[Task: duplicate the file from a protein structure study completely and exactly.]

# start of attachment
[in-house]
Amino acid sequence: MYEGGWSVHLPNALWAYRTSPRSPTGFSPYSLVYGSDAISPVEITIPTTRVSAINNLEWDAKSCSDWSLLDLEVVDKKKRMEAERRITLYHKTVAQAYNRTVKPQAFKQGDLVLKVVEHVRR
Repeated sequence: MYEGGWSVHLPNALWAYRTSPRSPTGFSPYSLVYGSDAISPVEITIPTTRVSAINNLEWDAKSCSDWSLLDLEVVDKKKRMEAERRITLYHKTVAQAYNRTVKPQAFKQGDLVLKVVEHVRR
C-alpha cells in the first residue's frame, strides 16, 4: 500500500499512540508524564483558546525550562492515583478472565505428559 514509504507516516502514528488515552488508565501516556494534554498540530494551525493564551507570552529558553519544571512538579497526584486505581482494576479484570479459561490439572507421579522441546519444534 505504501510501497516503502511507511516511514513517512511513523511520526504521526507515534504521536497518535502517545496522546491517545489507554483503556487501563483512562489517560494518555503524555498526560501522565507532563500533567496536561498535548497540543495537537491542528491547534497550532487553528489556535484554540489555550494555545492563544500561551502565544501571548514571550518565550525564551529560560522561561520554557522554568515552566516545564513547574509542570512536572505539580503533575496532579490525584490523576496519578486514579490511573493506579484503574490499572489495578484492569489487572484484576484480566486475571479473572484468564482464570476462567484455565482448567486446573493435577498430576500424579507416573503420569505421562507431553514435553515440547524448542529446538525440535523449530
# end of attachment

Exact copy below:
[in-house]
Amino acid sequence: MYEGGWSVHLPNALWAYRTSPRSPTGFSPYSLVYGSDAISPVEITIPTTRVSAINNLEWDAKSCSDWSLLDLEVVDKKKRMEAERRITLYHKTVAQAYNRTVKPQAFKQGDLVLKVVEHVRR
Repeated sequence: MYEGGWSVHLPNALWAYRTSPRSPTGFSPYSLVYGSDAISPVEITIPTTRVSAINNLEWDAKSCSDWSLLDLEVVDKKKRMEAERRITLYHKTVAQAYNRTVKPQAFKQGDLVLKVVEHVRR
C-alpha cells in the first residue's frame, strides 16, 4: 500500500499512540508524564483558546525550562492515583478472565505428559 514509504507516516502514528488515552488508565501516556494534554498540530494551525493564551507570552529558553519544571512538579497526584486505581482494576479484570479459561490439572507421579522441546519444534 505504501510501497516503502511507511516511514513517512511513523511520526504521526507515534504521536497518535502517545496522546491517545489507554483503556487501563483512562489517560494518555503524555498526560501522565507532563500533567496536561498535548497540543495537537491542528491547534497550532487553528489556535484554540489555550494555545492563544500561551502565544501571548514571550518565550525564551529560560522561561520554557522554568515552566516545564513547574509542570512536572505539580503533575496532579490525584490523576496519578486514579490511573493506579484503574490499572489495578484492569489487572484484576484480566486475571479473572484468564482464570476462567484455565482448567486446573493435577498430576500424579507416573503420569505421562507431553514435553515440547524448542529446538525440535523449530